Is Cheese Gluten Free? Which Cheeses are Gluten Free

Is Cheese Gluten Free? Which Cheeses are Gluten Free


Gluten is a protein found in wheat , rye and barley and in derivatives of these grains . That said, considering that cheese is not a cereal-based food, it is generally considered gluten-free and safe to eat even for people with celiac disease. Most types of cheese are made using the same simple ingredients, including milk , salt , a starter culture ( good bacteria ) , and rennet (an enzyme), suitable forof gluten intolerant and celiac.

However, cheese recipes, manufacturing and production techniques vary depending on which type you buy, which can also affect the potential gluten content. While most cheeses, such as Parmesan or mozzarella , will not contain gluten, it’s crucial to read the packaging of the cheese you buy, precisely because contamination can occur during the manufacturing and packaging process . Cheese can be exposed to gluten-containing ingredients both during preparation and during production.


Did you know that when you buy…

When you buy cheese at the counter of a delicatessen or in the supermarket, you have to be careful. If in gastronomy your product is sliced ​​and packaged on the same shelves or using the same utensils, with which other foods are handled . The cheese, in this case, can easily be contaminated by gluten. Before purchasing any cheese from the local deli counter, it is advisable to point out to the clerk who is serving to cut and package the cheese on sanitized surfaces with clean utensils.

Can celiacs eat cheese?

The study commissioned by the Italian Celiac Association to the Department of Agricultural and Food Molecular Sciences (DISMA) of the Faculty of Agriculture of the University of Milan, had already confirmed that the cheeses belonging to the category of traditional cheeses were completely suitable for celiac subjects. Scientific knowledge has shown that techniques and technologies usually adopted for the production of cheeses do not involve the use of ingredients containing gluten, and that the products are therefore to be included in the diet of celiacs and those intolerant to gluten .

Traditional cheeses  consisting of milk, salt, rennet, ferments and any technological adjuvants/ additives allowed by the Community standard are considered suitable for celiac disease (Reg. EC n.1333/2008 Annex II Part D: e.g. citric acid E330 in mozzarella, carotenes E160 in orange, yellow and off-white aged cheeses ):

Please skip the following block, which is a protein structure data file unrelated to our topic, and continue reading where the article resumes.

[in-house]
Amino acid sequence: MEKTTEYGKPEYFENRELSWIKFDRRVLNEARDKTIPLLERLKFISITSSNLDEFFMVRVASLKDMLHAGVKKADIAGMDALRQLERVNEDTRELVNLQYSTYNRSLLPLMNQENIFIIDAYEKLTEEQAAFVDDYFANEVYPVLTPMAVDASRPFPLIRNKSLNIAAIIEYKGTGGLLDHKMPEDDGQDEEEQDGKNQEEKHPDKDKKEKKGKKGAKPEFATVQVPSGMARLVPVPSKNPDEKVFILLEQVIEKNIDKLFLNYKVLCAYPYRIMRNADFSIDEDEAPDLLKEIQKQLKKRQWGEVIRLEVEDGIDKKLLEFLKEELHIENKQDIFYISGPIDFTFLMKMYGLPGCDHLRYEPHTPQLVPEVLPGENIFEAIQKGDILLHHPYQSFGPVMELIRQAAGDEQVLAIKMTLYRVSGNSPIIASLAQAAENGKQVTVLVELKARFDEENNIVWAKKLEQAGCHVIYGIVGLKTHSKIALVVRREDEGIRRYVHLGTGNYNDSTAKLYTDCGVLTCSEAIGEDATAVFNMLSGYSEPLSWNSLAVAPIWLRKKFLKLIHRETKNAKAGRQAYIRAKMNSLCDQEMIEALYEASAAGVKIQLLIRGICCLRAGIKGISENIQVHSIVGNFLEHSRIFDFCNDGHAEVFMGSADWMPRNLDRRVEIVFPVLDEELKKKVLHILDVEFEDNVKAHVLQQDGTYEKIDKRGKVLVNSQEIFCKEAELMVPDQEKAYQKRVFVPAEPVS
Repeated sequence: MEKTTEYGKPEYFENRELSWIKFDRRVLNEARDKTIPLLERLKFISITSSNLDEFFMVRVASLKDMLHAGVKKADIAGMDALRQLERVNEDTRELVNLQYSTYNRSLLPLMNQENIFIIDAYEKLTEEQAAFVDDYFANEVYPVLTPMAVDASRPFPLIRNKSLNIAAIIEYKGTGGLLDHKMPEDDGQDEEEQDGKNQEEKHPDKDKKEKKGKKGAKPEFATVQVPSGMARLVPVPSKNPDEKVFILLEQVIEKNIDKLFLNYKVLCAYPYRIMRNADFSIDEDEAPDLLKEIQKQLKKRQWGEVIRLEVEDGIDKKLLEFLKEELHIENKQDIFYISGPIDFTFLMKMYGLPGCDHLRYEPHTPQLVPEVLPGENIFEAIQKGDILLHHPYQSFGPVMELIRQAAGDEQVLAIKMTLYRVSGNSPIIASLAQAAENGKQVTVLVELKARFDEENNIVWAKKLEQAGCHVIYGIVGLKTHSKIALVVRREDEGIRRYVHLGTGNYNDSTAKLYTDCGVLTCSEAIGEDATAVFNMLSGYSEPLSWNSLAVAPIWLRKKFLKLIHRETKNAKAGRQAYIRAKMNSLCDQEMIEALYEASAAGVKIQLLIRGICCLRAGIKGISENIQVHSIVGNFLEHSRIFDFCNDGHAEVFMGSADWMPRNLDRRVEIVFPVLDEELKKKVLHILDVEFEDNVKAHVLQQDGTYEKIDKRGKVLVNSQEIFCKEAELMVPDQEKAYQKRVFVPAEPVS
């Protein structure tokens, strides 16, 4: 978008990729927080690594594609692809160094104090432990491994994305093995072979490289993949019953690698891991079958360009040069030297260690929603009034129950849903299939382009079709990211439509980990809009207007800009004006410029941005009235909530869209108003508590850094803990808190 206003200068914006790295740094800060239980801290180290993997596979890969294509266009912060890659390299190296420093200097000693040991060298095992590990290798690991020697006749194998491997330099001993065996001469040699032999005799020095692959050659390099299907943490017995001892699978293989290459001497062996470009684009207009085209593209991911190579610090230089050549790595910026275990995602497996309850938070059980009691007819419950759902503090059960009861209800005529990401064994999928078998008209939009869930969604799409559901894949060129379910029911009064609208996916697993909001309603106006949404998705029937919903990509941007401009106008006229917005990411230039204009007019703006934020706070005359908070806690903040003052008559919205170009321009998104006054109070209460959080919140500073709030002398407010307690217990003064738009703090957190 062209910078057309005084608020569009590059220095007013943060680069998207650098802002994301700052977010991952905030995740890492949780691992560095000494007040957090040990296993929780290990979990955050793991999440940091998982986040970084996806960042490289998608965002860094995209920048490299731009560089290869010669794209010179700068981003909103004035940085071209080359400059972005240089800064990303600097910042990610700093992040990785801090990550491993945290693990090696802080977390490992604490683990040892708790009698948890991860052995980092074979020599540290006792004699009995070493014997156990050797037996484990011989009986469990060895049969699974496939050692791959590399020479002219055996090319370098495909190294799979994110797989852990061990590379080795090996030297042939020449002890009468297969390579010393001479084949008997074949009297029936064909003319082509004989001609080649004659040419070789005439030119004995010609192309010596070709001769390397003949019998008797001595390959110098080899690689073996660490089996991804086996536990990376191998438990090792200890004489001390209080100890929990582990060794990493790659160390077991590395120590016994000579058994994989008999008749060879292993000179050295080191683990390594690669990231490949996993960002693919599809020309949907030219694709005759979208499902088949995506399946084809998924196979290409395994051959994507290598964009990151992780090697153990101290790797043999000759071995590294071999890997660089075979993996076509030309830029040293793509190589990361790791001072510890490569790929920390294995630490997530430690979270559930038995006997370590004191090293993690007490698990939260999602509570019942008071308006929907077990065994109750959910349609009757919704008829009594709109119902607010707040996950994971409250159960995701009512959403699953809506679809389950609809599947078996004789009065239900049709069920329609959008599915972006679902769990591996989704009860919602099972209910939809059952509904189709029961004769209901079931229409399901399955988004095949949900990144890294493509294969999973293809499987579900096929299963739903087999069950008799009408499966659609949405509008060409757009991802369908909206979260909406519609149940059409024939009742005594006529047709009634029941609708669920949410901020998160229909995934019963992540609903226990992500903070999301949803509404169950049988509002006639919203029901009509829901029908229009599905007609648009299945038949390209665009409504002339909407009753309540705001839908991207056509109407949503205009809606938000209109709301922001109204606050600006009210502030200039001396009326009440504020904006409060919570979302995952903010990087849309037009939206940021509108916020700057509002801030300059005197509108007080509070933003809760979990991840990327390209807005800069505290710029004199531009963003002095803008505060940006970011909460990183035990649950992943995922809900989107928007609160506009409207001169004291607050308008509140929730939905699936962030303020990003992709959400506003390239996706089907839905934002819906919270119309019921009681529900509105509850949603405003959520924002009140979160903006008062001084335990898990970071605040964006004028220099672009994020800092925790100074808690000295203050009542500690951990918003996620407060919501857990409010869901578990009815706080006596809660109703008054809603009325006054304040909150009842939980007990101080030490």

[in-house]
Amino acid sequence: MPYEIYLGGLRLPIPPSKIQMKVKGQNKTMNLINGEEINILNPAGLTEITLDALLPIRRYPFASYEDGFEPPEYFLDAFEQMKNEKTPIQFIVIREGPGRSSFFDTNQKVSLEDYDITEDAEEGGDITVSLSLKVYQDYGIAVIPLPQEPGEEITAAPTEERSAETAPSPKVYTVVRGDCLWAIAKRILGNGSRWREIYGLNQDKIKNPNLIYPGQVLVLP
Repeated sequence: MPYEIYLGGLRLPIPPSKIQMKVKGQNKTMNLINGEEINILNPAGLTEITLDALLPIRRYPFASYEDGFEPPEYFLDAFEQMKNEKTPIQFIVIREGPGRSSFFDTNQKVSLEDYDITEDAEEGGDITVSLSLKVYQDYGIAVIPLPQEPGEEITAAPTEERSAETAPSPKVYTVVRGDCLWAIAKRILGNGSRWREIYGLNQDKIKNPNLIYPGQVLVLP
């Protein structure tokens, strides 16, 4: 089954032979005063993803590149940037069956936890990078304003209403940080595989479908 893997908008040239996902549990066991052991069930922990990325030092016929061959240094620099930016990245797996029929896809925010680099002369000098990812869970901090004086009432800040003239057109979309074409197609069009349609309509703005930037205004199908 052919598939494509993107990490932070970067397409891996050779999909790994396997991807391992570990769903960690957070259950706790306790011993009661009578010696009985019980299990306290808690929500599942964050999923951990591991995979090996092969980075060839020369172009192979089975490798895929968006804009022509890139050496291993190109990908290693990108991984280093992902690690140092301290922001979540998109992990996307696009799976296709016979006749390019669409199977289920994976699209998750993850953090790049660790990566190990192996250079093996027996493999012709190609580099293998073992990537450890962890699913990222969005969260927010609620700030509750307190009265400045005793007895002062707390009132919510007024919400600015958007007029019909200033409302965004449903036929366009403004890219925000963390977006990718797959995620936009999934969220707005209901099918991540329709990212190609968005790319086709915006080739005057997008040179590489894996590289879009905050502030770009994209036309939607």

• Soft and dairy products (for example, cottage cheese , ricotta , mascarpone , goat cheese, tomino , mozzarella, cottage cheese, crescenza , feta ).
  • Semi-hard (for example, montasio , fontal, caciocavallo , fontina ).
  • Hard (for example, grana padano , parmesan , provolone , emmental , cheddar ).
  • With a bloomy rind (for example, camembert , brie , taleggio ).
  • Blue cheeses (for example, gorgonzola , stilton).

It should be emphasized that these cheeses purchased already in slices are in any case suitable for celiacs since the slicing process does not involve a significant risk of possible gluten contamination.


Check the packaging of the cheeses

When buying packaged cheese, it’s vital that you check the packaging to make sure it’s safe from cross-contamination. If the package is labeled “gluten free,” it means that it contains less than 20 parts per million (ppm) of gluten, making it safe for people with celiac disease to eat. In some cases, cheese that bears the certified gluten-free seal on the packaging contains less than 10ppm of gluten,

The grated cheese is gluten-free

The more traditional cheeses to be grated, such as Grana Padano, Parmigiano Reggiano or Pecorino , are naturally gluten-free because they belong to the category of traditional cheeses. Pre-grated cheese, and available in the refrigerated section of the supermarket, for example is another variety that may not be safe to consume if you have gluten sensitivity or intolerance . While grated cheese is usually gluten-free, it can occasionally be made with a starchcontaining gluten, which is added to prevent lumps from forming inside the packs. Luckily, though, most grated cheese is prepackaged, so you can easily check the ingredients list for any gluten-based contaminants. Or, even better, check if there is a seal or the wording “gluten-free” or “gluten-free” on the label or on the package.

Gluten free cream cheese

Even regular cream cheese is usually free from gluten-free ingredients. However, this isn’t necessarily true if you’re buying flavored varieties or if you’re buying cream cheese from a restaurant that makes it in-house. Before consuming it, it’s helpful to check the packaging to make sure there are no gluten-based flavors, such as malt .

Blue cheeses: beware of moulds

Generally, blue-veined cheeses such as gorgonzola, roquefort , stilton, blu di capra , etc. are gluten-free and safe to eat even for people who are sensitive and intolerant to gluten, however, in some cases, they can be produced with cultures of molds grown on wheat or rye bread . The amount of potential gluten again is minimal and largely undetected. However, to ensure total safety, it is always advisable to buy a blue cheese that indicates the wording “gluten-free”.



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